No Surprises in France
Posted May 15, 2017
By now, you’ve almost certainly heard that the French people overwhelmingly elected a centrist candidate named Emmanuel Macron as the country’s youngest-ever President. Some had been predicting a Brexit-like, Trump-like upset for losing candidate Marine Le Pen, but the parallels extended only to the fact that Le Pen stood for some of the same things: exiting the European Union and halting the flow of Middle Eastern immigration. Like the Dutch earlier this year, the French rejected a nationalist approach to government, preferring a candidate who appears determined to reconcile France’s political left and right. The final vote was a landslide: 66.06% for Macron to 33.94% for Le Pen.
What effect will the election have on us in America? The election served as a referendum on whether the French wanted to remain within the European Union. Their response is good news for investors overall, since a “Frexit” would have almost certainly led to the demise of the EU and a greater degree of global uncertainty. It is also welcome news for the French business community. Macron served as France’s economic minister before he left Francois Holland’s socialist party to form his new party; he is expected to make strengthening his country’s corporate health a first priority. Among his campaign promises: to ease labor laws and give new protections to the self-employed, while reducing public spending and limiting public sector jobs. All of this could be beneficial for anyone invested in European stocks.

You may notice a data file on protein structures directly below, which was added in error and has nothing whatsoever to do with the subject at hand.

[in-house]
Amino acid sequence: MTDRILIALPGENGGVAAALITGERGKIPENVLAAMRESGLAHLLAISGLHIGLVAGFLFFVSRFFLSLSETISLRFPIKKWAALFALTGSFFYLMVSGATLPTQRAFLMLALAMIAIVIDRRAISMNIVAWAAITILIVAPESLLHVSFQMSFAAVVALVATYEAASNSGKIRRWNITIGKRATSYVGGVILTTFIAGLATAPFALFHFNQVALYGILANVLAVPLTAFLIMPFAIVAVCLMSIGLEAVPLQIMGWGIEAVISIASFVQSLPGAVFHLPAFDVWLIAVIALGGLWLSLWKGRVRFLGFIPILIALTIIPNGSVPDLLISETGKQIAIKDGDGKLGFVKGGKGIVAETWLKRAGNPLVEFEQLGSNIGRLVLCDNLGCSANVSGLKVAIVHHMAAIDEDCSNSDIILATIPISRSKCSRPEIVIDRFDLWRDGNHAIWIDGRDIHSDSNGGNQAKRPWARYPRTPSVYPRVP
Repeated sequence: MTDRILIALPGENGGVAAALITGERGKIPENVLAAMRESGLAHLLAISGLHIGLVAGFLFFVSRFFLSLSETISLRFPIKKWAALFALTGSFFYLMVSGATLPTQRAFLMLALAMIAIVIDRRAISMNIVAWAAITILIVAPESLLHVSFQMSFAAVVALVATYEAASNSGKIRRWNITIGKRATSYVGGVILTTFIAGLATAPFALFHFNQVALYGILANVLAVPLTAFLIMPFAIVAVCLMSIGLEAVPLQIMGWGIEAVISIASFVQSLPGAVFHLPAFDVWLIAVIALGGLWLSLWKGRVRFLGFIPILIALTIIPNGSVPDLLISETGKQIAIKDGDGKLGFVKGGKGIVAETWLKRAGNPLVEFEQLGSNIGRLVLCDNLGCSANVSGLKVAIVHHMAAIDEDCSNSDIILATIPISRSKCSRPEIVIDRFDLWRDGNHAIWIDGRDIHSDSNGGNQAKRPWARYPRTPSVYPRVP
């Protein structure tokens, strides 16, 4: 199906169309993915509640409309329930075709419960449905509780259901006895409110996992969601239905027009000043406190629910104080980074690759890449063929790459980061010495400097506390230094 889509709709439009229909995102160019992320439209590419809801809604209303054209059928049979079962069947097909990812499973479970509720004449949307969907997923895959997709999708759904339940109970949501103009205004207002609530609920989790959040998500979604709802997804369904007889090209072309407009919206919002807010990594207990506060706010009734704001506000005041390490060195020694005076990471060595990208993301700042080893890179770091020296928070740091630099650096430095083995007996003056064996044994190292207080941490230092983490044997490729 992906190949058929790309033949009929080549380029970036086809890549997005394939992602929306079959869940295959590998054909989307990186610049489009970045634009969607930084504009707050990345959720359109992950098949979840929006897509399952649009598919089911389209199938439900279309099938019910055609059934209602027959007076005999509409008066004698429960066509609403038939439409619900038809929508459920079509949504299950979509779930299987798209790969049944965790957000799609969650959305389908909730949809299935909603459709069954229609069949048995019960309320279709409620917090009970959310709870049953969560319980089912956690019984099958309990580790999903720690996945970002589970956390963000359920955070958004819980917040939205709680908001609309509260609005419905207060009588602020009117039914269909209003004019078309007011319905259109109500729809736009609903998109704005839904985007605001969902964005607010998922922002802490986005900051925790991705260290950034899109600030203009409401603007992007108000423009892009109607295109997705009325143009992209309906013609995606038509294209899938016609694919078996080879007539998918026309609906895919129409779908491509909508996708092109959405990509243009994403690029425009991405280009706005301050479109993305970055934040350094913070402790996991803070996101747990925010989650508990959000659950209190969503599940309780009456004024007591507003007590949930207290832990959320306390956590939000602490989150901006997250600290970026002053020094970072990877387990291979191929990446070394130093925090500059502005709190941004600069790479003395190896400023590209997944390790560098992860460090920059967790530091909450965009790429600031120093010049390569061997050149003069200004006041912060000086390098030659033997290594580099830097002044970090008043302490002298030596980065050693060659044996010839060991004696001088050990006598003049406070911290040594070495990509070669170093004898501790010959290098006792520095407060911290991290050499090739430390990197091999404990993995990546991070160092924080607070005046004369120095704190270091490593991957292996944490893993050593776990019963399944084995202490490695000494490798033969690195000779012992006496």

The larger question for political observers is whether the French election is a harbinger of future political shifts elsewhere around the globe. The French people, according to exit polls, were tired of the usual choices between a hard-right and hard-left candidate, and wanted to chart a course that people on both sides could agree on. That may not be possible, but it could mean that future candidates around the world will at least have to try to appeal to their country as a whole. It is also notable that Macron promised during his campaign to stand up to Russian President Vladimir Putin, while his opponent was receiving campaign loans from the Russian state.
The victory celebration will be brief, since the French will be holding legislative elections in June. Those results will determine whether the new President will be able to pass his agenda or face legislative gridlock. A full assessment of the French political impact on portfolios will have to wait another month.
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